“I am so frustrated with the delay, but more so with the way they treat people at the airport,” she said. “I don’t know if I will use United again.”
Its exasperation was similar to what Southwest Airlines passengers felt during the winter holidays, when the company suffered a much larger operational meltdown. Southwest canceled more than 10,000 flights in the four days after Christmas, or about 46 percent of its schedule. On United’s worst day this week, Tuesday, it canceled nearly 800 flights, or about 28 percent of its schedule that day.
The turbulence left pilots and flight attendants frustrated, too. Many had to wait hours for reassignment after flights were cancelled. And according to social media posts, some flight attendants slept at airports as well.
“The weather last weekend affected everyone, but United is the only airline still struggling to recover and we know why,” said Ken Diaz, president of the United Chapter of the Flight Attendants Association-CWA, which represents more than 25,000 United flight attendants. . in a statement on Thursday. “United management’s failure to map crew scheduling, flight attendant support staff, and more has exacerbated these operational issues and left passengers and flight attendants waiting for answers for hours at a time.”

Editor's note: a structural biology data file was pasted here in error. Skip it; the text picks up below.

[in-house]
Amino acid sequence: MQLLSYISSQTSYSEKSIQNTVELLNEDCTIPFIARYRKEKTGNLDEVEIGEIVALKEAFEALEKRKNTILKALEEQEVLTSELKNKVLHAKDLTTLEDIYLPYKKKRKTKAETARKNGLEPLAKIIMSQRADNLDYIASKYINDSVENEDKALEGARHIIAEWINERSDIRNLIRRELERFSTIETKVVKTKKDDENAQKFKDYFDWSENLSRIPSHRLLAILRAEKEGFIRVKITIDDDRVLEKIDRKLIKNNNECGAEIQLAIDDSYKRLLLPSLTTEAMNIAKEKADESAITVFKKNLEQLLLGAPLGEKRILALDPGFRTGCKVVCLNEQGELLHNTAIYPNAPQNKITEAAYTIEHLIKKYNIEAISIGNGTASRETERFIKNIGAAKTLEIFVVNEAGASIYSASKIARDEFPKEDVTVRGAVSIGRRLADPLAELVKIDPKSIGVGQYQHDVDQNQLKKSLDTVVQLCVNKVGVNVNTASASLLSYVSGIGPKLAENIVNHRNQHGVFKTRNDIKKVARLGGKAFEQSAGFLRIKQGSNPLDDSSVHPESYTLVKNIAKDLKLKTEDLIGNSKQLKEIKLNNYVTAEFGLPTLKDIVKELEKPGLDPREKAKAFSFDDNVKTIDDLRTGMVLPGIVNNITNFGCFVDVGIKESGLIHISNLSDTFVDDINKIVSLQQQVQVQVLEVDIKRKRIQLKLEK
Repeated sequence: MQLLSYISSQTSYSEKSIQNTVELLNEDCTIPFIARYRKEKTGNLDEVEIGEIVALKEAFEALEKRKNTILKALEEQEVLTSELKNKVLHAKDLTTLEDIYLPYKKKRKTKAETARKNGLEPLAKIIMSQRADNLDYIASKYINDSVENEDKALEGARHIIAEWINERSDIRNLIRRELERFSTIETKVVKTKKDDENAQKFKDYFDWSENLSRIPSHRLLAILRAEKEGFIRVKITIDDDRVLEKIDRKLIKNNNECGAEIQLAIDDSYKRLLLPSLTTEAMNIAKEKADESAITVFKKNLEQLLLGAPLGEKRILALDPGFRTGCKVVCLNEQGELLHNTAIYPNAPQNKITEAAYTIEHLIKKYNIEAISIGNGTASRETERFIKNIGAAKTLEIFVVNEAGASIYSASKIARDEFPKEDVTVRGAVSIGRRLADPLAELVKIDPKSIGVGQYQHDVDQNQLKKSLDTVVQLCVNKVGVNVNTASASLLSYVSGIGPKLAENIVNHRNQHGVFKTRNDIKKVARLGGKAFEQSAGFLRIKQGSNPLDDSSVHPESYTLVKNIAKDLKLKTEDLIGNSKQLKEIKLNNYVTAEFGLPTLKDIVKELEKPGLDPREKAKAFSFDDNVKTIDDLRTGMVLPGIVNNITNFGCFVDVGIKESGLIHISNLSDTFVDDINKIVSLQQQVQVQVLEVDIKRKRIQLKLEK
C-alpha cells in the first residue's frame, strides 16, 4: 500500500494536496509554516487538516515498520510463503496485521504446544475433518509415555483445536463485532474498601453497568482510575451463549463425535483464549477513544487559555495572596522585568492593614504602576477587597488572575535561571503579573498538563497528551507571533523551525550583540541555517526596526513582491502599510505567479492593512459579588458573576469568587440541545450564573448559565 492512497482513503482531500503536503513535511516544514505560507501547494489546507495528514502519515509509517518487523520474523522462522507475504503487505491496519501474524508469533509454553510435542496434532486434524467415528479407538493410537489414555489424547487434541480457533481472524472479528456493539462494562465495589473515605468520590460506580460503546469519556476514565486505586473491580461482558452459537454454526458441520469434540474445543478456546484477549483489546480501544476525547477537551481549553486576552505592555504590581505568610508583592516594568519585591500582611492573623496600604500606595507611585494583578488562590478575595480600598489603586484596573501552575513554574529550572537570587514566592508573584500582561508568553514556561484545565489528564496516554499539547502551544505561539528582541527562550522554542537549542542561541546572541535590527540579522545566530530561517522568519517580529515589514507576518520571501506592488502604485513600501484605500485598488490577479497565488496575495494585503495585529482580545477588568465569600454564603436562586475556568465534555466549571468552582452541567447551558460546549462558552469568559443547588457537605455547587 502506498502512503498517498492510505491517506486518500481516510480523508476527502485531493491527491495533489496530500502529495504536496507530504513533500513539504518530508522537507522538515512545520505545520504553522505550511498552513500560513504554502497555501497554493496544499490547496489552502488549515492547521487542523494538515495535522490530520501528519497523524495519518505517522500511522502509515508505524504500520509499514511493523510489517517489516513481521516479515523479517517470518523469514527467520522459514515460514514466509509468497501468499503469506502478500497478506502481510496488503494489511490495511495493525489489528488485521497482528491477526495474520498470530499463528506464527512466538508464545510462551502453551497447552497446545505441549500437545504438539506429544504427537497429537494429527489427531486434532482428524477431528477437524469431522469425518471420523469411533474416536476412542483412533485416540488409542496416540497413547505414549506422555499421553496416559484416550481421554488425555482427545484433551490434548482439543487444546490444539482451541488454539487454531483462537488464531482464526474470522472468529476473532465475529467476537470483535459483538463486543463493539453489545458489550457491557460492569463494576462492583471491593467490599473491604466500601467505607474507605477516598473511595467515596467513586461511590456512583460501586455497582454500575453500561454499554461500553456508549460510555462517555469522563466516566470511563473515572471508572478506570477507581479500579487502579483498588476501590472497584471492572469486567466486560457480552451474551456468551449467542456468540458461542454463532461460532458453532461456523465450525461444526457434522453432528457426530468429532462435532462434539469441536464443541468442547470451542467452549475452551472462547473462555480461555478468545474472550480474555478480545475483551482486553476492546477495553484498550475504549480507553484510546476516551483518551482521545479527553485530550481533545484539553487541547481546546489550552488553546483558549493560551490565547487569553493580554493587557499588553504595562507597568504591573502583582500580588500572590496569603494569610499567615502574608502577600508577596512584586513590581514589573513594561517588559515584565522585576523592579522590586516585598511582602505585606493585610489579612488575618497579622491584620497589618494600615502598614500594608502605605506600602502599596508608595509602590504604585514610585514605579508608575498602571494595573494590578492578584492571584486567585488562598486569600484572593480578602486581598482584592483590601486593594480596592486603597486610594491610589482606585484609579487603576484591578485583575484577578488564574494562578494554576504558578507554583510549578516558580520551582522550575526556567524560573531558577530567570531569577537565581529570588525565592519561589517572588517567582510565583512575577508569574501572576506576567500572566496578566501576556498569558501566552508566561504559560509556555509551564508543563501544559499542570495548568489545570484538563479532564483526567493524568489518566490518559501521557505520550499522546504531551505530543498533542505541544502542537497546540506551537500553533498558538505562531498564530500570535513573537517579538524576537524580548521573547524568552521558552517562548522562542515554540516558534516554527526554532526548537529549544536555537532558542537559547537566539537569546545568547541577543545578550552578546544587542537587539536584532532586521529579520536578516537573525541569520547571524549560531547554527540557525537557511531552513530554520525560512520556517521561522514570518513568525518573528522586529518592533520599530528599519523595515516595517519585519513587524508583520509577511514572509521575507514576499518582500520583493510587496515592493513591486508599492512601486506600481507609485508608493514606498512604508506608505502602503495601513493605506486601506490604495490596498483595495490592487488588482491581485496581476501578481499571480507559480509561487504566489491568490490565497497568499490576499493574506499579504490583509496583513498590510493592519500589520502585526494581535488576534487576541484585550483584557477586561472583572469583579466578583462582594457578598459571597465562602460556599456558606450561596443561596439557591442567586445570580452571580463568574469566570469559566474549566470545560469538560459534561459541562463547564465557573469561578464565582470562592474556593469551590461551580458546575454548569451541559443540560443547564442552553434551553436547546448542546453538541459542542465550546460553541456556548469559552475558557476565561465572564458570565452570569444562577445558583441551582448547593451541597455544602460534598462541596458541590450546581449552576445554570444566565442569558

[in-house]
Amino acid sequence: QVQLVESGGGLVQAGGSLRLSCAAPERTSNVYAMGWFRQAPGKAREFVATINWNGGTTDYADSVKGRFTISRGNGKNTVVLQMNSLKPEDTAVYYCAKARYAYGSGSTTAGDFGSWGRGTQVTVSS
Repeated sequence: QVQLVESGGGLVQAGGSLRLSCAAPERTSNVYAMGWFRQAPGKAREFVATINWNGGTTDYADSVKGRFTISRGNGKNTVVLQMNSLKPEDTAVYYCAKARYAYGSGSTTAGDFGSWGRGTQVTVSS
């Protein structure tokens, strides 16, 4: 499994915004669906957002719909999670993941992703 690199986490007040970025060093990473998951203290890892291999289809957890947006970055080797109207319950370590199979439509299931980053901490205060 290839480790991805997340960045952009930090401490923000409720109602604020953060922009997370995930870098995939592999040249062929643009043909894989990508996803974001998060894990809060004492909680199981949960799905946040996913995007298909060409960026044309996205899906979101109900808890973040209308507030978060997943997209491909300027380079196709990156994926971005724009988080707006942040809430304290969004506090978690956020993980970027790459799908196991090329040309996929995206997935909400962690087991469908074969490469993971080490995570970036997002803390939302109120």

Diaz said United had “lost” crews in its system for several days due to the crash. He also said the union had warned management last year of problems that could contribute to further disruptions, but that the airline had “launched” an ambitious flight schedule this summer. Mr Diaz said United used some of the union’s recommendations to get around the current disruption, including making changes to its schedule and agreeing to pay flight attendants three times their usual wages for picking up flights through July 6.
The pilots expressed similar frustrations.
“It is United Airlines management that is failing our loyal customers by ignoring warning signs and failing to plan properly,” said Capt. Garth Thompson, president of the United Airlines Pilots Association chapter, which represents more than 15,000 airlines. the pilots said in a statement.